The day started in earnest when we emerged into the hot, humid, noisy world outside the Bangkok Metro. We were on our way to Wat Pho, home of the famous reclining Buddha, measuring an astounding 150 feet long and 50 feet high.
Leaving the Metro – a quiet, underground, air-conditioned environment – and surfacing in Chinatown takes a quick adjustment. As seasoned travelers, our “scam radar” is always on, and suddenly it went ping-ping-ping. A nice, normal-looking man (with a briefcase) started a conversation about where we were going, etc. He claimed to be a subway engineer, and his explanation for using the tuk-tuk idling nearby was that the King and his family just happened to be visiting Wat Pho, so we might want to consider his alternate suggestions for visits. We didn’t fall for it … but he got points for style and originality.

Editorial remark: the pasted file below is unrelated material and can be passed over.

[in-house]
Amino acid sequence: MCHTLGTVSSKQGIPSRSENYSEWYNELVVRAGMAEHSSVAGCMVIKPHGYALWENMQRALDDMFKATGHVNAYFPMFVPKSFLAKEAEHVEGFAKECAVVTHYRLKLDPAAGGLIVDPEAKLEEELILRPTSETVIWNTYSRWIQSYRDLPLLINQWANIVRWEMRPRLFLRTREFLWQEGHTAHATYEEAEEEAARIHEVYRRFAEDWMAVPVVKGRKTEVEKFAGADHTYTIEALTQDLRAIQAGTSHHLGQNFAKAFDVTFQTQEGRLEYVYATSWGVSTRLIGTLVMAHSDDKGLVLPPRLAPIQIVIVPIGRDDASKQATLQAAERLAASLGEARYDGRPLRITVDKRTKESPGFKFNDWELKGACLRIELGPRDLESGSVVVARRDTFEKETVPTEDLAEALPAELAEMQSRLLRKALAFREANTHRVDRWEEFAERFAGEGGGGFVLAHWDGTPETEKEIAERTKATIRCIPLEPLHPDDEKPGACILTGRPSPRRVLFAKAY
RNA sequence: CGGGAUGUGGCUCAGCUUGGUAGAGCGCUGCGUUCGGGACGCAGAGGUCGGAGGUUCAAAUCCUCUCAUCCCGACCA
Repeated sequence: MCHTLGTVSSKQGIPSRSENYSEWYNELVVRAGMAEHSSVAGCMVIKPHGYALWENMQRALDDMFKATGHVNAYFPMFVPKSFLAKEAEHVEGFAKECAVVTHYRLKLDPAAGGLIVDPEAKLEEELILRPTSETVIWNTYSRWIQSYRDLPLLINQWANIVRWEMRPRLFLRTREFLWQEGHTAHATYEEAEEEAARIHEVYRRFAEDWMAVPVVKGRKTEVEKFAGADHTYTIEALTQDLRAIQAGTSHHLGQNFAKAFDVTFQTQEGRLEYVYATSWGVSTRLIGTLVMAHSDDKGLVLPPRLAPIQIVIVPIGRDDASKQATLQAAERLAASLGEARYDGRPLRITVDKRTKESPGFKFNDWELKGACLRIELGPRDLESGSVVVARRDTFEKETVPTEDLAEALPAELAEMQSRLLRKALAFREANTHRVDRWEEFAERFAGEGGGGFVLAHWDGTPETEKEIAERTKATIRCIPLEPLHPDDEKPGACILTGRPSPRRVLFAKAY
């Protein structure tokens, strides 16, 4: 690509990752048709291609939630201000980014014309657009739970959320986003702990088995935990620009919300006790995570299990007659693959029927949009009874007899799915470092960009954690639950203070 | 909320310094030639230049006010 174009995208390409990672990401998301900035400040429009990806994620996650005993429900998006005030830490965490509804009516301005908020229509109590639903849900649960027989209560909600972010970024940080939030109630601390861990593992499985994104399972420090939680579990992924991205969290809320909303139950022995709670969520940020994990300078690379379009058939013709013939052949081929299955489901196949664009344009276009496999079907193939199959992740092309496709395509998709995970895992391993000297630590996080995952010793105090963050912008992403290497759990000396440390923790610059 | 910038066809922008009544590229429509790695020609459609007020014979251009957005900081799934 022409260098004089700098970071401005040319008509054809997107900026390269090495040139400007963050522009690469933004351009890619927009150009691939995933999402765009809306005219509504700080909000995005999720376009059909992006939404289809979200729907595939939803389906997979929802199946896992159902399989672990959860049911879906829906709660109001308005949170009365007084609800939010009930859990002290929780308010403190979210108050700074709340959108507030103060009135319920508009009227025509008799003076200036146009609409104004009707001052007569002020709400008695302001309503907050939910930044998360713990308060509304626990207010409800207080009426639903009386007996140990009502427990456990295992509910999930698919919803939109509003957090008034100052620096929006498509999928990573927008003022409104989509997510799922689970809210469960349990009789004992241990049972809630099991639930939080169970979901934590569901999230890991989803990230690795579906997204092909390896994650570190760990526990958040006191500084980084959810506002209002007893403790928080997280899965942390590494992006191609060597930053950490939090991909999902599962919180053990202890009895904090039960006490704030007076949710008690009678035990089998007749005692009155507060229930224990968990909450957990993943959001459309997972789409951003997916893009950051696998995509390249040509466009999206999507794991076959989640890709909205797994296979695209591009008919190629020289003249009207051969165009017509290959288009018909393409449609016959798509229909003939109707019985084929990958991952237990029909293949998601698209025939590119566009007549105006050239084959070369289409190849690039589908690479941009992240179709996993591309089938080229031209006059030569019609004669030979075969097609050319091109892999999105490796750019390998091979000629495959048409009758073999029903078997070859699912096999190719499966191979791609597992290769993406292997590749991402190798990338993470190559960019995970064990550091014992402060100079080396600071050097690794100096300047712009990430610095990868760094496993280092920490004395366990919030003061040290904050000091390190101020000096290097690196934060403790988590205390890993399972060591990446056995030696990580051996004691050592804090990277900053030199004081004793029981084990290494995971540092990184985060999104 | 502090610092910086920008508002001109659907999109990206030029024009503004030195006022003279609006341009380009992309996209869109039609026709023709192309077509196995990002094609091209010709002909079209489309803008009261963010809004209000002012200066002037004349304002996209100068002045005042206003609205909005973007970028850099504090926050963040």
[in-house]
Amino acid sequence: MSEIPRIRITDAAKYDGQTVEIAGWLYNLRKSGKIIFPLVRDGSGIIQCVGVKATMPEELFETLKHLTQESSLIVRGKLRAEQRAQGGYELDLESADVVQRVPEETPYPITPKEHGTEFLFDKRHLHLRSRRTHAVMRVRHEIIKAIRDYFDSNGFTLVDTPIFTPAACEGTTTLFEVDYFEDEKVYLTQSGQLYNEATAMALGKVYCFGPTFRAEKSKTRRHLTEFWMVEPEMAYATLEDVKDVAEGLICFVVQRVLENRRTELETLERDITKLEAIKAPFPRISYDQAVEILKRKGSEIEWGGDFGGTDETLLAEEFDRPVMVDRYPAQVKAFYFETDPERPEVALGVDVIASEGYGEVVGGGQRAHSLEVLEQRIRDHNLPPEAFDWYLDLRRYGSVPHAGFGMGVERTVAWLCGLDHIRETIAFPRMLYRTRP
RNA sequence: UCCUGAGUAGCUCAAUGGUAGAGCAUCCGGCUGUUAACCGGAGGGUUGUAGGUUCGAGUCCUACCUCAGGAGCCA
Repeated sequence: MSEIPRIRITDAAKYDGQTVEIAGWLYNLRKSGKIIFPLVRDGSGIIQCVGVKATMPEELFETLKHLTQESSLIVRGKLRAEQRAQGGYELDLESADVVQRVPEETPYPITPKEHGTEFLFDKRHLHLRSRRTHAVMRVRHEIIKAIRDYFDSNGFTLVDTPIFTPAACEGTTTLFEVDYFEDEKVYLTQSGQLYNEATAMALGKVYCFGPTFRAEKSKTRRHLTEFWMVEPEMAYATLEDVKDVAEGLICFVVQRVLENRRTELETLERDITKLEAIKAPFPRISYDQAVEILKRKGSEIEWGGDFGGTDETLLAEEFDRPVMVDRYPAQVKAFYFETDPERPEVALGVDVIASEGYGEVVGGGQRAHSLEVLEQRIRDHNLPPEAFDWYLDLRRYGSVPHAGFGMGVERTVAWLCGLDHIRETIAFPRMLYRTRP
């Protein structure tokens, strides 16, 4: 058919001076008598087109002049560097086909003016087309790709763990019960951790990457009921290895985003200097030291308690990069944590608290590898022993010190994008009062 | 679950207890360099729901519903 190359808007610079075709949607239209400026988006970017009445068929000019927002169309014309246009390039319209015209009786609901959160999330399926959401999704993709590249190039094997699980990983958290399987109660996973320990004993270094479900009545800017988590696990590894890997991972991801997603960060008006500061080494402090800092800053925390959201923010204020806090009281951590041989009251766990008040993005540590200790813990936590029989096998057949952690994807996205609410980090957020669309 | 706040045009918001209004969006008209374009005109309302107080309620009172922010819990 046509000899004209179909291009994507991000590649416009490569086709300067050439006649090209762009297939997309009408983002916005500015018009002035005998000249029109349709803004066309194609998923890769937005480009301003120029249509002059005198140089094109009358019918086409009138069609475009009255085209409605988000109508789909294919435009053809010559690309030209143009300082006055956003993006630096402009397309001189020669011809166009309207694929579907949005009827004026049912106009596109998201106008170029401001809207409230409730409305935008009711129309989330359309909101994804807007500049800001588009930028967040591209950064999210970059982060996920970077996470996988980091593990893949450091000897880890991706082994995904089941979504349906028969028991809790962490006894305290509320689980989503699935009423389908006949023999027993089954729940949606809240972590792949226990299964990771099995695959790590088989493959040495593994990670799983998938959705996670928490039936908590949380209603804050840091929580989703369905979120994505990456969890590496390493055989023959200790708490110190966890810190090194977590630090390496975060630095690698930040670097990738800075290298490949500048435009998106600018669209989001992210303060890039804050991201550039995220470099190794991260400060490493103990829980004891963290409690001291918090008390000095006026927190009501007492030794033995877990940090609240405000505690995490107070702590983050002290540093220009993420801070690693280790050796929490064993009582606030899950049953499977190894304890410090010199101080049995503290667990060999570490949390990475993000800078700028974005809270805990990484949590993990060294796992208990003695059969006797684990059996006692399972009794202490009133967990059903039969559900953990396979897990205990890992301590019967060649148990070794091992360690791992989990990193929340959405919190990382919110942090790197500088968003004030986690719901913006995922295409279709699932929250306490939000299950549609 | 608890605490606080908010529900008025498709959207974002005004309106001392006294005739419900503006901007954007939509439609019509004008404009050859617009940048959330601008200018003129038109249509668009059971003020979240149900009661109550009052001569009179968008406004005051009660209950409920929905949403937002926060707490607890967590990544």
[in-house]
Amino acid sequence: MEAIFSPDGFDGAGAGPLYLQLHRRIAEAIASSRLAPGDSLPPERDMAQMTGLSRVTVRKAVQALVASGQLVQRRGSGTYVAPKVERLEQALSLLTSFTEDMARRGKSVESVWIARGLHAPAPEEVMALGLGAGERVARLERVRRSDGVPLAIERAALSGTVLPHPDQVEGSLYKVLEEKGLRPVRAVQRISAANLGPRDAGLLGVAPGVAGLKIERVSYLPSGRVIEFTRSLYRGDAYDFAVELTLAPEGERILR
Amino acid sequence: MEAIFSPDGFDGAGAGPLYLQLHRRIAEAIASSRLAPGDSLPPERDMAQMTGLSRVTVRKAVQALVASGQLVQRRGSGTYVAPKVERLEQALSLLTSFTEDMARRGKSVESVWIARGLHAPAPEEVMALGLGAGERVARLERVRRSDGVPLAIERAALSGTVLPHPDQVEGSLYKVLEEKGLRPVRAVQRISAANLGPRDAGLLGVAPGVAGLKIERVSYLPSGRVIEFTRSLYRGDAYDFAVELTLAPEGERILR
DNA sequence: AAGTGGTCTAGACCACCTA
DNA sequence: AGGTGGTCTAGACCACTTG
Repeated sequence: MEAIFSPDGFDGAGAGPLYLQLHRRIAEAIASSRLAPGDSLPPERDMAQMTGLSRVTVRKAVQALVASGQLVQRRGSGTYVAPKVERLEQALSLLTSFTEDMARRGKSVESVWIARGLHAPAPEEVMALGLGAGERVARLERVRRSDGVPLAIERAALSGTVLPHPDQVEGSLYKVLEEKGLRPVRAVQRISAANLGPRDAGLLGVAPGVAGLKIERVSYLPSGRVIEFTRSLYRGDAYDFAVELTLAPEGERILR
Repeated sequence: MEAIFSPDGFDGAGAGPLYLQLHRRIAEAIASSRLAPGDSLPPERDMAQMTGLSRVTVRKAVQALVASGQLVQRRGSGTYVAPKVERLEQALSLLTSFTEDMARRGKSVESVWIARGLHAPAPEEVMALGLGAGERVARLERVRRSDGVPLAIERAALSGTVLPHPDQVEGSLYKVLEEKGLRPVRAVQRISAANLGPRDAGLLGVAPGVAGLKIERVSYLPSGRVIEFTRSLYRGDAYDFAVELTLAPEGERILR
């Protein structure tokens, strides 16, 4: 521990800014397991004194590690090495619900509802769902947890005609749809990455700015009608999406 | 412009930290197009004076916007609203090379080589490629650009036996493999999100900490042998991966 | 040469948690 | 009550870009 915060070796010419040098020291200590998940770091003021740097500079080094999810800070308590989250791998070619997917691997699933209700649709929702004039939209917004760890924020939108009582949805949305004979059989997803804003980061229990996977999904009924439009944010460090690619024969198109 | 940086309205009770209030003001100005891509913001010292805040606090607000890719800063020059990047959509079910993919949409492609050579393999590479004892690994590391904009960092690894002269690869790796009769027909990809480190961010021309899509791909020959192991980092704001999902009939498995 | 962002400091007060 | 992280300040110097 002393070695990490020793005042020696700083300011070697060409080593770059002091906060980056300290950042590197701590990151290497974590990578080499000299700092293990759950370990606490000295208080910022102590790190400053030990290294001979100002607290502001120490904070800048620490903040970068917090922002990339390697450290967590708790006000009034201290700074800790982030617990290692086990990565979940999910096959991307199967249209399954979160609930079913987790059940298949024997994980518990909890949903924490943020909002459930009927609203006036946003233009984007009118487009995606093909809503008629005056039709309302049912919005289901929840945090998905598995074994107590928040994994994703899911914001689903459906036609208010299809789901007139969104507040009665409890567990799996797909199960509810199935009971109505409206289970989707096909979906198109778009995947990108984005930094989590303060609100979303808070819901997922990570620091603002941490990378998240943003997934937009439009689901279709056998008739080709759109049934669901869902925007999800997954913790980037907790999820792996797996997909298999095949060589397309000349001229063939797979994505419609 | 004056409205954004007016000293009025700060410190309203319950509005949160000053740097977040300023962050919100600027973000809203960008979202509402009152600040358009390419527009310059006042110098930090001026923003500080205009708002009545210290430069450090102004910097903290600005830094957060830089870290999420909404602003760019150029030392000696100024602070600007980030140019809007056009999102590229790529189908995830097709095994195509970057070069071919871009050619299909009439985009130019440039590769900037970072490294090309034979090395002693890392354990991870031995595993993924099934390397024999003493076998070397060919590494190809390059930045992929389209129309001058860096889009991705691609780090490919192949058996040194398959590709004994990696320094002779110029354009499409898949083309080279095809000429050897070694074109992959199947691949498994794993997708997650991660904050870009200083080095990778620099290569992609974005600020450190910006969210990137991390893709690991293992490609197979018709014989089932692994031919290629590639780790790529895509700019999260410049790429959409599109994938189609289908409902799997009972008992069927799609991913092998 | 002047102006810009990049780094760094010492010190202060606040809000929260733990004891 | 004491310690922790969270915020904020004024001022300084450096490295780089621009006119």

Wat Pho is one of the largest and oldest wats (Buddhist Temples) in Bangkok, and in addition to the reclining Buddha, it’s home to more than 1,000 Buddha images. It’s a colorful, glimmering fantasyland of Thai Buddhist art and architecture.
Contrary to what many people think, Buddha is not a God, but a respected teacher. Buddhism is complex, and the symbolism of the Buddha’s position is important. Statues may show the Buddha seated, standing, or in a reclining position. A reclining Buddha may mean death and reaching Nirvana.
A Buddha in a sitting position means enlightenment.
And a standing Buddha gives blessings with his hands.
As we’ve said before, Buddhist Temples are an assault on the senses. This one was also serious eye-candy.